Breaking Down “A Prayer for my Daughter”
ABOUT THE AUTHOR William Butler Yeats (b. June 13, 1865, d. Jan. 28, 1939) was a celebrated Irish poet, prose writer and dramatist. In 1889 he met a woman named Maud Gonne, who was brilliant, passionate and beautiful, and instantly fell in love. This love, however, was not reciprocated. His marriage proposal was turned down several times, yet he still joined the Irish nationalist cause with her because of her passion for Ireland and conviction. In 1903, she married Major John MacBride, an Irish soldier who shared her hatred for England. He finally married George Hyde-Lees in 1917 and had two children with her, a daughter and son. It is his daughter, Anne Butler Yeats (b. 1919), that the poem concerns. Author’s Name: William Butler Yeats Dates: 1865-1939
Country of Origin: Ireland Genres: Irish poet, dramatist and prose writer, Yeats was one of the greatest Englishlanguage poets of the 20th century. He received the Nobel Prize for Literature in 1923. Brief Religious Heritage or Association: Born in Dublin to an Irish Protestant family, his father was a clergyman’s son who became a lawyer, and then eventually turned an Irish PreRaphaelite painter. His mother came from a wealthy family in the milling and shipping business. Yeats spent his early years in London and Slingo, a beautiful county on the west coast of Ireland, where his mother had grown up and which he later depicted in his poems. In 1881 the family returned to Dublin. While he grew up as a part of the Protestant Ascendancy, things began to shift in the 1890’s with the rise of nationalism and Catholicism. This political and religious upheaval profoundly shaped his life and work. Although his early work drew on the influences of Spenser and Shelley, he eventually became more drawn to Blake, and Celtic folklore and myth. In one of the most famous obsessive love affairs in literary history, Yeats pursued the beautiful, ardent and Catholic Irish nationalist Maud Gonne, proposing to her four different times (but alas, rejected each time). She stands as a muse to much of his writing. To his horror in 1903 she married fellow nationalist John MacBride, who was later executed by the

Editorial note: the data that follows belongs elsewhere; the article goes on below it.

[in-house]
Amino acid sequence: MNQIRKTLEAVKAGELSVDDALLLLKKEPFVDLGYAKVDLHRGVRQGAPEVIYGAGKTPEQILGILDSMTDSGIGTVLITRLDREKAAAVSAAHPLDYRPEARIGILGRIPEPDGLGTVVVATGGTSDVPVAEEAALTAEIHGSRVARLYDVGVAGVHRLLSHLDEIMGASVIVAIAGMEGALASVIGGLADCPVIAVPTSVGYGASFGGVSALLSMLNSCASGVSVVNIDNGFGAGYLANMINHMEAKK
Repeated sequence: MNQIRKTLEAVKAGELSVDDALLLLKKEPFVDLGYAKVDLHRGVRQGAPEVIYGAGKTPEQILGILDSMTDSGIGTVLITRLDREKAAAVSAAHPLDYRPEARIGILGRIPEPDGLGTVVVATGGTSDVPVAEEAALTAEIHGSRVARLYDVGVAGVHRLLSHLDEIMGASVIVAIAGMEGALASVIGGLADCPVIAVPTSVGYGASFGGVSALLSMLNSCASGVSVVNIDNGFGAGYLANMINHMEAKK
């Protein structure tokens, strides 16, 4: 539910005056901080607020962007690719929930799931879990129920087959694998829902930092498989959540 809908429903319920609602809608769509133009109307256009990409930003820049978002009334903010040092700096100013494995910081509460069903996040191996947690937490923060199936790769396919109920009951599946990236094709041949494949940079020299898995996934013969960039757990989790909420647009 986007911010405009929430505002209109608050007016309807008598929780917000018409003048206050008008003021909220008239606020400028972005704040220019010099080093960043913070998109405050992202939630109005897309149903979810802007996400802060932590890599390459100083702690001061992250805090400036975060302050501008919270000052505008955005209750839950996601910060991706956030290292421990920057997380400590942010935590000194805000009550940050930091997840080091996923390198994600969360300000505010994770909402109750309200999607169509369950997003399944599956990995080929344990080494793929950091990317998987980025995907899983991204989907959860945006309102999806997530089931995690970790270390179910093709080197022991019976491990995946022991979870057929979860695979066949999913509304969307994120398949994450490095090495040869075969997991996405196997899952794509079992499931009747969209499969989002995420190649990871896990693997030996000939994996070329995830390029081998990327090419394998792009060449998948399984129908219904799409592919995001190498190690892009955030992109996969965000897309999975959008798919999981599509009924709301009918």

British. Yeats became a key figure in the “Irish Literary Revival”. He went on to marry Georgie Hyde-Lees, with whom he had a daughter, Anne, and a son, Michael. It is for these children that he wrote his poems “A Prayer for my Daughter” and “A Prayer for my Son,” respectively. In the 1920’s he actually served in the Irish senate. He owns a reputation for becoming quite a ladies’ man in his older age, finding an inspiring connection, he believed, between eroticism and creativity. While his Protestant religion and biblical metaphors never left him, he incorporated these more and more into a complicated personal system of symbols also greatly influenced by the occult, Oriental mysticism and related theories such as reincarnation. Random Fact from the Author’s Life: His 1922 poem “The Second Coming” contains some of the most quotable and potent lines in 20th century poetry, many of which were used by subsequent authors as book titles, e.g. Slouching towards Bethlehem by Joan Didion, and Things Fall Apart by Chinua Achebe. Focus Text(s) for Discussion Here: the poem “A Prayer for my Daughter,” composed June 1919 and published 1921 in his collection Michael Robartes and the Dancer. As a point of interest, Yeats’ poem “A Prayer for my Son” is also beautiful, and very specifically evocative of the vulnerability of the Christ child, and of the might of parental love that fears not the world, but only – rightly and truly – God. Suggested Edition of this Text/Biographies/Resources: The following books by Yeats scholar A. Norman Jeffares provide a helpful spectrum of his life and work: New Commentary on the Poems of W.B. Yeats (1984); W.B. Yeats (1988); W. B. Yeats: A New Biography by A. Norman Jeffares (2001); see also The Life of W.B. Yeats by Terence Brown...
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